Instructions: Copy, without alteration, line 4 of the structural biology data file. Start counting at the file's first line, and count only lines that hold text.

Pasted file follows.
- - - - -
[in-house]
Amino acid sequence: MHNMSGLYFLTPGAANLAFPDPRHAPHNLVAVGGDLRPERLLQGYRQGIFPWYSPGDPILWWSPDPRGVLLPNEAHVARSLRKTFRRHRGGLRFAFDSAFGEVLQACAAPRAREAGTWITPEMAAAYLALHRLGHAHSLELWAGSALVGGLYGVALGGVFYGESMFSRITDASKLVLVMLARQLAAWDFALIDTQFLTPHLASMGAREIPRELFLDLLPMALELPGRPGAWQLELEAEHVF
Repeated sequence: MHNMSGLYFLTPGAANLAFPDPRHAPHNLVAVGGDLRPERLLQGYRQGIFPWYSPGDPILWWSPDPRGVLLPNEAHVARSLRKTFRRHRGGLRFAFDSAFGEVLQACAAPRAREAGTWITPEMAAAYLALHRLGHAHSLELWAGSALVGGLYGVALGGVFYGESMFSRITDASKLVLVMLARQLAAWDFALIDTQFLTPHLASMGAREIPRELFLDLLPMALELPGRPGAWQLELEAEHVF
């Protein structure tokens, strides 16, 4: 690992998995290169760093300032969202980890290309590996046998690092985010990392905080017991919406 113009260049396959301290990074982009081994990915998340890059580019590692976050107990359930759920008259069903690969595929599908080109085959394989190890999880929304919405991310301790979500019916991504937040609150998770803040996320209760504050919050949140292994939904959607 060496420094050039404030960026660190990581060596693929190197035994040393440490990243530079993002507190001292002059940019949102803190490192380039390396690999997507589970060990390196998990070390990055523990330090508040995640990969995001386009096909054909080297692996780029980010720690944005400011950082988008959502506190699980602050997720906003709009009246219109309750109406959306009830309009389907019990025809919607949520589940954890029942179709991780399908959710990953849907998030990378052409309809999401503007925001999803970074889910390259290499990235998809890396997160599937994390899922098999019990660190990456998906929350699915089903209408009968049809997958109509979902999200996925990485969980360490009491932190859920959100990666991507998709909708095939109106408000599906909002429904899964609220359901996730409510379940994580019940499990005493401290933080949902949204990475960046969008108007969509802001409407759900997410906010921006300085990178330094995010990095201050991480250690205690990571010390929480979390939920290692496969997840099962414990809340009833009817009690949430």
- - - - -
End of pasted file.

């Protein structure tokens, strides 16, 4: 690992998995290169760093300032969202980890290309590996046998690092985010990392905080017991919406 113009260049396959301290990074982009081994990915998340890059580019590692976050107990359930759920008259069903690969595929599908080109085959394989190890999880929304919405991310301790979500019916991504937040609150998770803040996320209760504050919050949140292994939904959607 060496420094050039404030960026660190990581060596693929190197035994040393440490990243530079993002507190001292002059940019949102803190490192380039390396690999997507589970060990390196998990070390990055523990330090508040995640990969995001386009096909054909080297692996780029980010720690944005400011950082988008959502506190699980602050997720906003709009009246219109309750109406959306009830309009389907019990025809919607949520589940954890029942179709991780399908959710990953849907998030990378052409309809999401503007925001999803970074889910390259290499990235998809890396997160599937994390899922098999019990660190990456998906929350699915089903209408009968049809997958109509979902999200996925990485969980360490009491932190859920959100990666991507998709909708095939109106408000599906909002429904899964609220359901996730409510379940994580019940499990005493401290933080949902949204990475960046969008108007969509802001409407759900997410906010921006300085990178330094995010990095201050991480250690205690990571010390929480979390939920290692496969997840099962414990809340009833009817009690949430």